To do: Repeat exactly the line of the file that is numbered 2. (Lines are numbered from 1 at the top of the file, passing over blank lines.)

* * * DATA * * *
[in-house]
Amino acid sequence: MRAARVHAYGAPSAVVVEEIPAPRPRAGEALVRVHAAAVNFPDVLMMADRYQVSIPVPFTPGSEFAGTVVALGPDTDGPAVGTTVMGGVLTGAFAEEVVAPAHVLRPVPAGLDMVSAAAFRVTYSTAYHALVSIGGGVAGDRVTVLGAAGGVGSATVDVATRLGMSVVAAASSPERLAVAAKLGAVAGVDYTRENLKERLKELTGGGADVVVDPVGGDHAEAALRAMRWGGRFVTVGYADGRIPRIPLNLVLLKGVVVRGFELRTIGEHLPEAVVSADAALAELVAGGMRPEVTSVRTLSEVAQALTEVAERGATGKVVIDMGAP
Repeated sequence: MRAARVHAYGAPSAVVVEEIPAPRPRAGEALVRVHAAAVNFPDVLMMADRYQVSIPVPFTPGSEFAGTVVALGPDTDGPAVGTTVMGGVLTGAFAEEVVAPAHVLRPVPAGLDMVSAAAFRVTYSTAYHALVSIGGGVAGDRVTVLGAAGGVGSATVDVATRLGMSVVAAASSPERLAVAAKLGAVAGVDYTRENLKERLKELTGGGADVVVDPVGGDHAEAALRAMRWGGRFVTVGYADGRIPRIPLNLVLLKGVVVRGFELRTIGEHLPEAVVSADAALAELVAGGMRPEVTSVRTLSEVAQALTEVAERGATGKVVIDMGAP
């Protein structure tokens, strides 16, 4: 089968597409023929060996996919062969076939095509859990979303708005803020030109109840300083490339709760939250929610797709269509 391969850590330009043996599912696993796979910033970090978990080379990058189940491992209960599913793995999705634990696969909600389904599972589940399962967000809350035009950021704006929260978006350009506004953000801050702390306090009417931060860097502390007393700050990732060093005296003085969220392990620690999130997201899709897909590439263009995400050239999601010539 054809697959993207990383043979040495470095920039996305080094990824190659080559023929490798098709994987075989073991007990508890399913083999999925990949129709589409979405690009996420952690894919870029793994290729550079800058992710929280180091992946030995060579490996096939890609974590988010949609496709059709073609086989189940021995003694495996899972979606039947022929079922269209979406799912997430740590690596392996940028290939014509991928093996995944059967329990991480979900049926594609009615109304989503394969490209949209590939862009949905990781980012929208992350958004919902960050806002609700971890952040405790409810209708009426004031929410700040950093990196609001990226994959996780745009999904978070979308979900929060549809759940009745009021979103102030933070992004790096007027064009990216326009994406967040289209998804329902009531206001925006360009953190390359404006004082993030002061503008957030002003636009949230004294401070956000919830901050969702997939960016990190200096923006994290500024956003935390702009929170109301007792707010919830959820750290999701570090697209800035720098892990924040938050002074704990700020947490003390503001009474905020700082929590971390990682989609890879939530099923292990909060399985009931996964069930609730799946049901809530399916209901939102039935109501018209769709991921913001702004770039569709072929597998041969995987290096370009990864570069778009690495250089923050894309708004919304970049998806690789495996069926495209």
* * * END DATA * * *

Amino acid sequence: MRAARVHAYGAPSAVVVEEIPAPRPRAGEALVRVHAAAVNFPDVLMMADRYQVSIPVPFTPGSEFAGTVVALGPDTDGPAVGTTVMGGVLTGAFAEEVVAPAHVLRPVPAGLDMVSAAAFRVTYSTAYHALVSIGGGVAGDRVTVLGAAGGVGSATVDVATRLGMSVVAAASSPERLAVAAKLGAVAGVDYTRENLKERLKELTGGGADVVVDPVGGDHAEAALRAMRWGGRFVTVGYADGRIPRIPLNLVLLKGVVVRGFELRTIGEHLPEAVVSADAALAELVAGGMRPEVTSVRTLSEVAQALTEVAERGATGKVVIDMGAP